It was a three hour drive to Chocola. At about 3:00 p.m. it got very dark, but only because of the cloudburst we were getting ready to enter, complete with a very impressive, first day, welcoming electrical storm. Cim would really like this. But I'm pretty sure that she would not like the accommodations – especially the bathroom. I'm not sure I like the accommodations, especially the bathroom. The water is on intermittently through the day, which means no flushing the toilet until late at night or early in the morning. Not cool.

The floors are concrete, the easier to hose down each day, I suppose. The walls in the toilet stall and shower stall (two separate cubicles) don’t appear to be very sound. There are gaps between the boards, affording views of the rest of the house and the great outdoors. Both stalls look like they’re wonderful potential nesting places for all sorts of bugs.

The beds are cots, really, with a board for a mattress. At least, mine is. But I did manage to snag one of the two semi-private rooms. “Semi” because there's a cloth curtain separating me from four other cots. Judy has the other semi-private room. Hers has a fan in it, which I'm wishing mine had.

It's still raining. It’s also quite warm. I won't need my sleeping bag, other than for padding, but it probably won't help much in that area either.

Chris, the other man in our volunteer group, is a young surfer dude from Wisconsin. I don't know either, but that's the best way to describe him. He wears flip-flops, has carefully too-shaggy hair that he constantly touches in the back to see if it's curling too much in the humidity, and wears various surfer Quicksilver and other surfer accessory bracelets. He is a religious studies major, minor in anthropology with a specialty area of archeology, so he is getting college credit for this time. Very nice guy. Quiet, and that's good too. It's refreshing to have someone else who doesn't have to monopolize the conversation and brag in reciting-resume tones.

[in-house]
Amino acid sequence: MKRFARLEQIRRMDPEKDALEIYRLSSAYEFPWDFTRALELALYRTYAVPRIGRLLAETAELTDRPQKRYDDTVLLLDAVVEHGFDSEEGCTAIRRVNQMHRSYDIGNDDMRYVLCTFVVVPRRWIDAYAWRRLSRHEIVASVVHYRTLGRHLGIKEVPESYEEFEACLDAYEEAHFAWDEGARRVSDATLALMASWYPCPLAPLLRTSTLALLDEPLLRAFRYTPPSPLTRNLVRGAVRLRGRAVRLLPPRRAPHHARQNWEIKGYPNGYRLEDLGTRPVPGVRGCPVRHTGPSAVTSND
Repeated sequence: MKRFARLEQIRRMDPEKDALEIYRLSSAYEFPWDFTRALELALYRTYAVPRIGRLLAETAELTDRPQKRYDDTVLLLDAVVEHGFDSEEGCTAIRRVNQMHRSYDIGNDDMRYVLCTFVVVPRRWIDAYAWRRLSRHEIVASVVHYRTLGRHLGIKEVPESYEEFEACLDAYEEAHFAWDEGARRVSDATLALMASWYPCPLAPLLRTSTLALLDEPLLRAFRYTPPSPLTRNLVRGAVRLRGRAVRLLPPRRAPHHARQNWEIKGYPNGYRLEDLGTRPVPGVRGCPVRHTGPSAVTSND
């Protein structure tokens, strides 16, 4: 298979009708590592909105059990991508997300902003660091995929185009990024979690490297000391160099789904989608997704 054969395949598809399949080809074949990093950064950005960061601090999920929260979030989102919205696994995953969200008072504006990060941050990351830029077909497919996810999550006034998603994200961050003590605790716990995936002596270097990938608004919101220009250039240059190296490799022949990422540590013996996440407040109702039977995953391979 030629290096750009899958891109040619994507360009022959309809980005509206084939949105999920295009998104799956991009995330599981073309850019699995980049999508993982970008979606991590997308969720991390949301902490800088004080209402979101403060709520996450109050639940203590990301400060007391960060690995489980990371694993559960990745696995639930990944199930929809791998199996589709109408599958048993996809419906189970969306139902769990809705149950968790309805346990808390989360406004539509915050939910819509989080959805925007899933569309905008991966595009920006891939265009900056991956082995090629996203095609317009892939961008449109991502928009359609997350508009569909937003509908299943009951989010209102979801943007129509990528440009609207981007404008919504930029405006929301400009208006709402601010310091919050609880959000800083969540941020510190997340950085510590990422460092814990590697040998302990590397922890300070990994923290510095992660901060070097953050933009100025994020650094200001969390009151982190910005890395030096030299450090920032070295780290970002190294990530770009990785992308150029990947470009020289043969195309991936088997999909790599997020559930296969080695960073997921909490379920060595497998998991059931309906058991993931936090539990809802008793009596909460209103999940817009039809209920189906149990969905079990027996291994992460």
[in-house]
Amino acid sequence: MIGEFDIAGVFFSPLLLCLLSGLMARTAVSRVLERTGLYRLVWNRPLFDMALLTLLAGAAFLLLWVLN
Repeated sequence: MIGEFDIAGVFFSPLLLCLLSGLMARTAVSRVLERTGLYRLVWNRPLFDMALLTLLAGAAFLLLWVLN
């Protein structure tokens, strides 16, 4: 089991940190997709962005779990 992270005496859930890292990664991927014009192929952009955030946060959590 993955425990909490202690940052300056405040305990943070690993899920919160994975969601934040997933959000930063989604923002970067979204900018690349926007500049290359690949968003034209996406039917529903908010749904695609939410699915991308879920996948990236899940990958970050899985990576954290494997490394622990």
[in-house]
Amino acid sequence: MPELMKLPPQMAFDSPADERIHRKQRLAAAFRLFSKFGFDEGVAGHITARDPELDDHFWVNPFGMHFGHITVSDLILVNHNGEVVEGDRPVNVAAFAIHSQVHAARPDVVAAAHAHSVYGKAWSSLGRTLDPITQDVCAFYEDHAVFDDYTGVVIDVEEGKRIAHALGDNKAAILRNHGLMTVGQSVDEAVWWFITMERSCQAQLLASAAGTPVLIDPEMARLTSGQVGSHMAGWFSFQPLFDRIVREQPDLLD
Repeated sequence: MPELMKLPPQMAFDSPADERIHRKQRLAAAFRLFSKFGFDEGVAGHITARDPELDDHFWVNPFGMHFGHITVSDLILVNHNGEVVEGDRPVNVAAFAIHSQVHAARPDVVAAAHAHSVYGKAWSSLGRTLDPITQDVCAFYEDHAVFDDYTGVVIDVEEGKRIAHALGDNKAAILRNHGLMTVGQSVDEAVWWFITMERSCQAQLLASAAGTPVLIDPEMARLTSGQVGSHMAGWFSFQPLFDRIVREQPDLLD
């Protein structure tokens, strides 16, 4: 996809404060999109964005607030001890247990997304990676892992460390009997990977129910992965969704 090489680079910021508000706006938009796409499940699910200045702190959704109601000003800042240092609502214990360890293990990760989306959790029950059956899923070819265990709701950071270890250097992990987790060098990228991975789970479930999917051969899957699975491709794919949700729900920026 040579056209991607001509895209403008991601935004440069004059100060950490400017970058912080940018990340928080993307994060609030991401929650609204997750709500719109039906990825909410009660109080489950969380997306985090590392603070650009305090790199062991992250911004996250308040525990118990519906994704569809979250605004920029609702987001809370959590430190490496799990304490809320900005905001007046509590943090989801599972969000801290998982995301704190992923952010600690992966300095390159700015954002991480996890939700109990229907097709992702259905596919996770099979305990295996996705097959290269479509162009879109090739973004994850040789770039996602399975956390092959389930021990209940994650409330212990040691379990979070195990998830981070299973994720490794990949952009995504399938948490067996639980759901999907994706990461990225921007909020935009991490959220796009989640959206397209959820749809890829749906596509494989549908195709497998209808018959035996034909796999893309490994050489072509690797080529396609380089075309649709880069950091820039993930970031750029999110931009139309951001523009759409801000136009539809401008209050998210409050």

Dinner was delicious. Dona Maria is, indeed, a wonderful cook. They, the graduate students, threw us a little welcoming party on the balcony, but I don't drink, and I noticed that Ceil wasn't either, and Judy was ready to call it quits after one rum and coke, so the three of us returned here to unpack and see what we can do to make ourselves comfortable.

I fear that I will be unable to repack after two weeks. Everything that was so carefully crammed into a duffel and a backpack has now exploded everywhere, but it's all stuff I'll need during the next fortnight, so that's okay. Plus, I'm planning on leaving as much of it behind as possible.

Despite my somewhat negative descriptions and first impressions of these people, I really am happy and content. I plan to just soak as much of this up as possible, work hard, listen a lot and just try to enjoy this.

But for now, I have some postcards to write, and a foam-covered board that's calling my name. 5:30 comes early in the morning!